The revival of bioregulatory medicine

Increased life expectancy and environmental changes have shifted the predominance of diseases towards degeneration and cancer. Dietary and environmental habits have changed dramatically from deficiencies towards abundance and toxicities. Our metabolism is suddenly facing huge amounts of saturated fats and sugar, while our immune systems have to deal with over 200,000 new synthetic chemicals. The inner ‘biological terrain’ is a crossroad between the external ecosystem and the internal biosystem, and any environmental changes alter this finely tuned information highway of neural impulses and bioactive chemicals. Max Gerson stated: “The environment is our external metabolism.” Any toxic residue in the tissue slows down signalling, leading to degeneration. Further dissemination of toxic substances inside DNA leads to mutation and cancer.

The botanist Arthur Tansley used the word ‘ecosystem’ to define the interaction between living creatures and their environment. The system view of the environment has taken a while to be fully understood and applied. A full grasp of the ecosystem was achieved once we started looking into system organisation between all living systems. Medicine is yet to make the same leap from a linear view to that of the human biosystem. The Biomedic Foundation in London is a research and education medical charity with a team of doctors practising on a relational system scientific platform of bioregulatory medicine, creating an integrative model of health based on these principles.

What is bioregulatory medicine?

Disease was described in the British Bioregulatory Medicine Formulary for the first time as a network failure. Bioregulatory treatment works on different levels to induce homeostasis aimed at the biological terrain and other body systems.

The biological terrain is treated by nutritional or detoxifying methodology, by eliminating accumulated toxicity, and by the substitution of over a hundred compounds and minerals needed for normal function.

Modern lifestyle has divorced us from the fine ability to bring peace and harmony. Lack of inner awareness creates misperception and stress, which is translated by the language of bioactive molecules as interference with cellular function. Wilhelm Reich said: “People who are brought up with a negative attitude toward life…acquire a pleasure anxiety, which is physiologically anchored.” Psychosomatic process causes disease as a narrative of our problems in life translated into sensations of pain.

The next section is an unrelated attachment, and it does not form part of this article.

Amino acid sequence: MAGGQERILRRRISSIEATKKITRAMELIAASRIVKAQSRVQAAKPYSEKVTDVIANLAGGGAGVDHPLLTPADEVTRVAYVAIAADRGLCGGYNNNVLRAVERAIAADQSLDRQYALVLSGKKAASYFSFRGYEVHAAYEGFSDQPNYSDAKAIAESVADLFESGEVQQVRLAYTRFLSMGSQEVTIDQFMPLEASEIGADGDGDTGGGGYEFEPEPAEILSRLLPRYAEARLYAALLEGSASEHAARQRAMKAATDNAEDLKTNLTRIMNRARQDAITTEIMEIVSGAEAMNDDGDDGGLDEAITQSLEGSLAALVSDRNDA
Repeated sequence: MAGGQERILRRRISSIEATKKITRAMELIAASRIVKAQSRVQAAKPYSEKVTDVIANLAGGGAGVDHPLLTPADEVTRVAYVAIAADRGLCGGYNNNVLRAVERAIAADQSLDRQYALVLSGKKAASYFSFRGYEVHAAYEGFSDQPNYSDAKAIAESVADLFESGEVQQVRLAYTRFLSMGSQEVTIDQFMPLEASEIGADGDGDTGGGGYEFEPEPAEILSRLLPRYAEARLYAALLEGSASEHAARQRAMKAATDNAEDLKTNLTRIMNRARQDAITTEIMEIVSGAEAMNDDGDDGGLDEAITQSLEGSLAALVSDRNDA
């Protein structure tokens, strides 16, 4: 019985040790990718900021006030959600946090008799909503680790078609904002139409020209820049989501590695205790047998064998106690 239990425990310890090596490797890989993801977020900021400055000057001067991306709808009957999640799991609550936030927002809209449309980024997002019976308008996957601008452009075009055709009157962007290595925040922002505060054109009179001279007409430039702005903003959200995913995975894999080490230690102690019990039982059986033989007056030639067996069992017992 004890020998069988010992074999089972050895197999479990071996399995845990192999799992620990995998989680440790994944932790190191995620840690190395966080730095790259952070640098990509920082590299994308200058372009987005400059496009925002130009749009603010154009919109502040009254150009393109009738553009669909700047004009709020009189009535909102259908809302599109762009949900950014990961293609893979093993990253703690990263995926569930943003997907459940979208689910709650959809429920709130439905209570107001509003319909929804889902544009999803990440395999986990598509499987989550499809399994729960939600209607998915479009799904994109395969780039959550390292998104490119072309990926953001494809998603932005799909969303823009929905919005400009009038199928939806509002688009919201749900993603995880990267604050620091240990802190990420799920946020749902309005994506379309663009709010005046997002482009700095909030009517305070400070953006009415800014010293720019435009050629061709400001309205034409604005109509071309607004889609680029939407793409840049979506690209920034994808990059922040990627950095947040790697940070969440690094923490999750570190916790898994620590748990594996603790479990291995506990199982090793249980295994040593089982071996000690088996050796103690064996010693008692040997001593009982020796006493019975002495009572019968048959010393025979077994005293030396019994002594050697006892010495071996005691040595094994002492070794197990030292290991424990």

The opposite mechanism to this morbid pattern is placebo, or ‘belief in a cure’. As a young physician I was drawn towards the psychoanalytical type of clinical hypnosis and discovered a subconscious potential for treatment. Lack of interest in efficacious and cost-efficient techniques puzzled me. It took me years to realise that placebo and perception simply do not fit into empirical mechanistic models of medicine and that the problem is with the paradigm itself!

Medicine has always been an art of intuitive diagnosis and patient management based on understanding and communication. We now need individualised medicine, since we have different kinds of patients, who are increasingly aware and informed. Bioregulatory medicine enables patients to participate actively in their treatment rather than be passively on the receiving end. Patients are now ready to participate in order to attain and maintain health, and the medical profession has to respond to this need.

The prevalence of malignant and degenerative conditions is rocketing health-care costs and even threatening the balance of society. The answer was always going to be in science, but the kind of science capable of effecting cure in the face of chronic degenerative and malignant diseases. There is a need for medicine that can prevent and treat of these complex diseases. The bioregulatory medical model provides a new scientific paradigm fit for the diseases of this millennium.

Perhaps the body is after all, as Descartes thought, a human machine, but with far more complexity then he ever envisaged: rather a biodigital computer in a physiological systems network than a simple Newtonian mechanical toy.

Damir A. Shakambet is co-founder and Chairman of the International Society for Bioregulatory Medicine. He is a practising doctor in the Biomedic Centre in London.